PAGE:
He turned away, unable to look at his best friend another moment. Cliches existed for a reason, and here was the reason for “with friends like these”. Unbelievable. “I’d rather rest in my quarters, Doctor,” he said darkly.
“Go on,” Bones said quietly. Jim went on.
Jim sat heavily on his bed. Indifference was gone, disappointment and hurt were back. Anger was… well, anger was all of these things, really. It didn’t matter. Nothing mattered. Get the job done. No one said life was always full of joy and shit. At least the ship is in good condition. His professional relationships were progressing well. Except for the Medstaff. Whatever, they’ll get over it. Everyone will get over it.
Jim was starting to feel like he would never get over it.
The door chimed. Jim ignored it, and it chimed twice more before the computer acknowledged the medical override. Jim grabbed a pillow and threw it at the door as it slid open. “If I wanted company I’d have let you in.”
Bone caught the pillow as it hit his face and stepped inside, setting it on the desk. “I was concerned. I opened the door out of duty, Jim.”
Jim grit his teeth. “Okay, you’ve performed your duty Doctor. Now get the hell out of my personal space.”
Bones grabbed the desk chair and dragged it to the bed, positioning it with the back right in front of Jim. He stradled it and folded his arms over the back of the chair, resting his chin on his arms. “I really ruined something special for you, didn’t I?”
Jim turned away. “It was only special on one end.”
“Your plans were only special on one end?”
Jim half groaned, half screamed in frustration. “Our… relationship was only special on one end. You think it’s something you can just pull off a shelf when you need it. Fine! That’s what it is! I can live with that!” A lie, but whatever. “I just don’t want to treat it like it’s any more than that.” Jim flopped back on the bed and stared at a point just beyond Bones’ head, willing him to accept that answer as enough for now, so he could just cool off and get his shit together before it was time to pull out.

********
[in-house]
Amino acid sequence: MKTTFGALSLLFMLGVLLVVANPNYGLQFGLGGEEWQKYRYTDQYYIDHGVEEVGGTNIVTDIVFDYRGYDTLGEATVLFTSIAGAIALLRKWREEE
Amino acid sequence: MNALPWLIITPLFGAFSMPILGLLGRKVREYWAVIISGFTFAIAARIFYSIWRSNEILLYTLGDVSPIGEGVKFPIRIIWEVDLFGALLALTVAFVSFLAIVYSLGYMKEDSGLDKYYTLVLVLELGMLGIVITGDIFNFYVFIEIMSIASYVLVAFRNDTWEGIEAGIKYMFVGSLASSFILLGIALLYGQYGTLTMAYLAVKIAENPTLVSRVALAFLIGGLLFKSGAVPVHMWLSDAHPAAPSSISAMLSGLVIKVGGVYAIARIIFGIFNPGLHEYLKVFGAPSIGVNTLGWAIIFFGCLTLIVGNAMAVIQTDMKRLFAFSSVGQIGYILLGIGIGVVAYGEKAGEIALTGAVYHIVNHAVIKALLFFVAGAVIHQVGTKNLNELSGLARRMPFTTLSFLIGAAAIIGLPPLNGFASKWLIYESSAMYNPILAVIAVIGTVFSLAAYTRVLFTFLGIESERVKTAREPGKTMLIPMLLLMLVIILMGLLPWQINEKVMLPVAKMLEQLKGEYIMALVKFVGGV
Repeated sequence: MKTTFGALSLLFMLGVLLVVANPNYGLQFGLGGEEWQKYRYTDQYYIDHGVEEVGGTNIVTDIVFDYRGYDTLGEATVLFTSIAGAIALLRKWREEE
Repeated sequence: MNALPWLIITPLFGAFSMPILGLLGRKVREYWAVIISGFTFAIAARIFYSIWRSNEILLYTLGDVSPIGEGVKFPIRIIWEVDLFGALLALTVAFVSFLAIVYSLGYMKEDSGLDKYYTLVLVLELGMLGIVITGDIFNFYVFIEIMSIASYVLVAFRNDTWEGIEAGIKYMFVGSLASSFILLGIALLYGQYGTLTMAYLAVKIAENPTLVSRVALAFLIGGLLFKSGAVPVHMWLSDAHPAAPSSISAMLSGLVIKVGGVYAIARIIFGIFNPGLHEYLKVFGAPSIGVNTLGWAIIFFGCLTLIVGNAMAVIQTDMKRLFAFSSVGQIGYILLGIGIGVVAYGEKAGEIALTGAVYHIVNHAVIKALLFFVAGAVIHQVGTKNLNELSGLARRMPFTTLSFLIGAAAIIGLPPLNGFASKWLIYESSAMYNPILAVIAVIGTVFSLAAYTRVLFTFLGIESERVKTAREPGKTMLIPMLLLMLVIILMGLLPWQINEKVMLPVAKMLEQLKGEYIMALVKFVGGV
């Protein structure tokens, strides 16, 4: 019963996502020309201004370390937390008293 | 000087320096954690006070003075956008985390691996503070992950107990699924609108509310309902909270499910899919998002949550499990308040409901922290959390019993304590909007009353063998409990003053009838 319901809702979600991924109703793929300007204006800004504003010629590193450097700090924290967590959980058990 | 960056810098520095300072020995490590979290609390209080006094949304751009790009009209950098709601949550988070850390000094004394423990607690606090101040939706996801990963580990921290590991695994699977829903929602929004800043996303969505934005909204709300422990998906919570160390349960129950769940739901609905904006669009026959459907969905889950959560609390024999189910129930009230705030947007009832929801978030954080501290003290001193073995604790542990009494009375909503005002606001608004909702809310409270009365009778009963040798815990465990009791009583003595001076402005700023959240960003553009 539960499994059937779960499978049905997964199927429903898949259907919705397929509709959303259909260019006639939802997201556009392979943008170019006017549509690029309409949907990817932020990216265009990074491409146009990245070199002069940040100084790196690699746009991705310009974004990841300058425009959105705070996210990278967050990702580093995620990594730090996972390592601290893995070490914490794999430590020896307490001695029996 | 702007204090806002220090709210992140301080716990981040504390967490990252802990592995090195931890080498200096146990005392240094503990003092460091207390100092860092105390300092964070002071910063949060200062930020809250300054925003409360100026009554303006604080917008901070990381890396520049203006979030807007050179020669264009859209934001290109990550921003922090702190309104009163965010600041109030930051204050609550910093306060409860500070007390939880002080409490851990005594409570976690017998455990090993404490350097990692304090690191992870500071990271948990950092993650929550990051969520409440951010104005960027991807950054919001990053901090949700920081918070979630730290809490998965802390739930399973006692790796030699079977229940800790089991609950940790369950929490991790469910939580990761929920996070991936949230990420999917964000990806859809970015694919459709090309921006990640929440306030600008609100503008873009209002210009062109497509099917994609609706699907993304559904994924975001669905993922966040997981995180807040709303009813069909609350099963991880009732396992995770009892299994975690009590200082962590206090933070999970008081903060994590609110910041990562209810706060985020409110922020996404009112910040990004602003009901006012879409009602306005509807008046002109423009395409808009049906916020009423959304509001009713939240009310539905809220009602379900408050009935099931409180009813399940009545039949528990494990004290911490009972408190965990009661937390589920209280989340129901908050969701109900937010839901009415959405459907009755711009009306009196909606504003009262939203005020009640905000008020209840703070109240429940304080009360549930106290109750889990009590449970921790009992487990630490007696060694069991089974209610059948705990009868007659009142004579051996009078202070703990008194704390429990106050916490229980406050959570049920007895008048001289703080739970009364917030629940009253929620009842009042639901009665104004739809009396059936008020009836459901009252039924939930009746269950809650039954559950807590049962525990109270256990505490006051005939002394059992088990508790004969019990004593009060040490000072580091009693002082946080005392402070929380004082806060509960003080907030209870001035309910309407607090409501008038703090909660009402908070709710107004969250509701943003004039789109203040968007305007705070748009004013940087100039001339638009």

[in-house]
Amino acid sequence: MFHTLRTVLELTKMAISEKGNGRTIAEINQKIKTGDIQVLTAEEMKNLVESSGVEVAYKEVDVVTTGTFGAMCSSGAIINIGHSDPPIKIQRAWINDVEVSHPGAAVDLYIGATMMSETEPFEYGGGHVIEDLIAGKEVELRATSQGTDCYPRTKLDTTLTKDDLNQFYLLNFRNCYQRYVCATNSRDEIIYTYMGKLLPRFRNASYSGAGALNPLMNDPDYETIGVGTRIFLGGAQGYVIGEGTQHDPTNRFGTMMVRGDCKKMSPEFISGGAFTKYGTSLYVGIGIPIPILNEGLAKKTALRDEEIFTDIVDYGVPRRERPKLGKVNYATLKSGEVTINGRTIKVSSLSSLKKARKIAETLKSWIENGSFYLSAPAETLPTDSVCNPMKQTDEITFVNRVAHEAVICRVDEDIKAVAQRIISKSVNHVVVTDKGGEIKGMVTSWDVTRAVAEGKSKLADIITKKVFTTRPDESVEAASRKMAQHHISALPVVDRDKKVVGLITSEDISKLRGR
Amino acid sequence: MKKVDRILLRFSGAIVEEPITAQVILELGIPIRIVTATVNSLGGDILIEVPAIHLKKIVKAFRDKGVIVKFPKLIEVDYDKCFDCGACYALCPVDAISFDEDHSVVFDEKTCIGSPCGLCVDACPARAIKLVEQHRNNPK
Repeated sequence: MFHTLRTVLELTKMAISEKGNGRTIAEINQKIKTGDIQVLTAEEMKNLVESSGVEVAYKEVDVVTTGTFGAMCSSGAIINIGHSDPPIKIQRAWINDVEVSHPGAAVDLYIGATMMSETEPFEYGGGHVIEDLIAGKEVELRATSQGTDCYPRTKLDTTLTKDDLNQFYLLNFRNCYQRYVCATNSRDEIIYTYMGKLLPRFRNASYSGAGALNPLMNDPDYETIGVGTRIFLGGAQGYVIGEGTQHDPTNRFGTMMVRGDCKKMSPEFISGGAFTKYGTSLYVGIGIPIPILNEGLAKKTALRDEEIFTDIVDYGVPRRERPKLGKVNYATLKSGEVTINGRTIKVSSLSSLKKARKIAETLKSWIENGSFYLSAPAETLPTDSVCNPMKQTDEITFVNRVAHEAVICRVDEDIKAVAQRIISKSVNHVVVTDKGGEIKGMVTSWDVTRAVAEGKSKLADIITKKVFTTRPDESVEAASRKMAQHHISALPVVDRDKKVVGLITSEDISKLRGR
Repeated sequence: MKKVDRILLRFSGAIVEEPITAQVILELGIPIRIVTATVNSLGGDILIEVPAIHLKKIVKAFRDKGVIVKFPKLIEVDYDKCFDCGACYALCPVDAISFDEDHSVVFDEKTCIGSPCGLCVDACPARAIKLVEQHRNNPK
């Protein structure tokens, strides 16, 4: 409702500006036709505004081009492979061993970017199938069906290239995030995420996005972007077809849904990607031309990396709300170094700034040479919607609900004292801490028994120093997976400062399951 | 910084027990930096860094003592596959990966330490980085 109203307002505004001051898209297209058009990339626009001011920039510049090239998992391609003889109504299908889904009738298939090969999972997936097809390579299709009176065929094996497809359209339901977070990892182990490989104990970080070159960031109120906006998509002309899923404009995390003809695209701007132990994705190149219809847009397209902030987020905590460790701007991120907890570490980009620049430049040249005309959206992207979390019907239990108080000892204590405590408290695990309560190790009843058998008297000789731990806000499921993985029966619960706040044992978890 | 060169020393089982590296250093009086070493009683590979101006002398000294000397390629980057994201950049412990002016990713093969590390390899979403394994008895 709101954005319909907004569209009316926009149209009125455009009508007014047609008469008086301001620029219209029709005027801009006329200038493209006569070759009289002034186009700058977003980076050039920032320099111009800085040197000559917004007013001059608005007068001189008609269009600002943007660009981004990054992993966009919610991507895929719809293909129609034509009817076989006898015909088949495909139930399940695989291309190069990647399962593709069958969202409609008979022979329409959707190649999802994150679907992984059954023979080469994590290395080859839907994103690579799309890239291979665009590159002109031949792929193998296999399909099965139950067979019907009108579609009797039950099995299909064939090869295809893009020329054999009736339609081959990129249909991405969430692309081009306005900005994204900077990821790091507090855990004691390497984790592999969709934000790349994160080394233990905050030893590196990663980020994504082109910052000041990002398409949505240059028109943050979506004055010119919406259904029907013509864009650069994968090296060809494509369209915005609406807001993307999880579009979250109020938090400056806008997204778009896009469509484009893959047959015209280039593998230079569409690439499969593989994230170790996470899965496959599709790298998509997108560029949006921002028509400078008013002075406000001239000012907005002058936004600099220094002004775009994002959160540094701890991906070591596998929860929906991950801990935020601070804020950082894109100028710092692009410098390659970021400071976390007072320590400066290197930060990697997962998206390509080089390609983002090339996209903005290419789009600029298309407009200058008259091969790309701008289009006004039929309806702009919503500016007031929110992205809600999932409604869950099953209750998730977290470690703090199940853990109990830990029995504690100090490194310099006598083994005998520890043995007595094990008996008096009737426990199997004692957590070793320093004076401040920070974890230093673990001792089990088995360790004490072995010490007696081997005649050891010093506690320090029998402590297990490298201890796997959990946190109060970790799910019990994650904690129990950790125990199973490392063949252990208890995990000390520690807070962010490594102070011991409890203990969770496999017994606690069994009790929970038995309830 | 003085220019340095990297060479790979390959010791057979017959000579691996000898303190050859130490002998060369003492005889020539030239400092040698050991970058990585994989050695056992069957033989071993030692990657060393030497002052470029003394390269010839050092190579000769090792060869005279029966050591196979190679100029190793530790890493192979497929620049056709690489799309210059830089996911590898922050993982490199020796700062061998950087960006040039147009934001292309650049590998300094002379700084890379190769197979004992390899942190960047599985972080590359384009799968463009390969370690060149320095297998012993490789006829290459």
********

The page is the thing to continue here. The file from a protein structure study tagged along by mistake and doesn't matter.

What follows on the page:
“What did you have planned?”
“Bones, get off the plan. Just drop it.”
“No! I want to know what was the straw that broke the camel’s back! I had no idea I was treading on thin ice-”
”Don’t. Just don’t.”
“I thought you would understand…” Bones’ voice cracked.
"You know, I would have, if you’d just… given me a heads up a little sooner. I’ve been planning this for a long fucking time – I was going to thank you for… oh, it doesn’t even fucking matter.”
“But I didn’t know any sooner!”
“So you ditch me? That guy didn’t do a fucking thing for you! I arranged this all for you! Bones, you never would have crossed his lecture path here if I hadn’t orchestrated all this fucking shit to get us here, now – no, yesterday! And now I owe a lot of shit to a lot of people, and for absolutely fucking nothing! Okay? That’s the straw! I moved the sun and the moon for you and you decided to go catch a fucking movie!”
Bones had moved from the chair to the bed, and was sitting practically in Jim’s lap. He reached out a tentative hand and brushed the tears flowing freely down Jim’s face. He was shaking his head, and looked like he wanted to cry himself.
Jim wanted to pull away, wanted to make Bones feel all the hurt and rage of rejection, but he couldn’t bring himself to resist those arms when they finally wound around him. He snuggled into the warmth of Bones’ embrace and wondered briefly when the hell they had gone from being BFF to newlyweds after their first fight. But then they were wrapped around each other on the bed, weeping and holding on for dear life. And though Bones never said a word, Jim found himself believing the promise that Bones would never not be there again.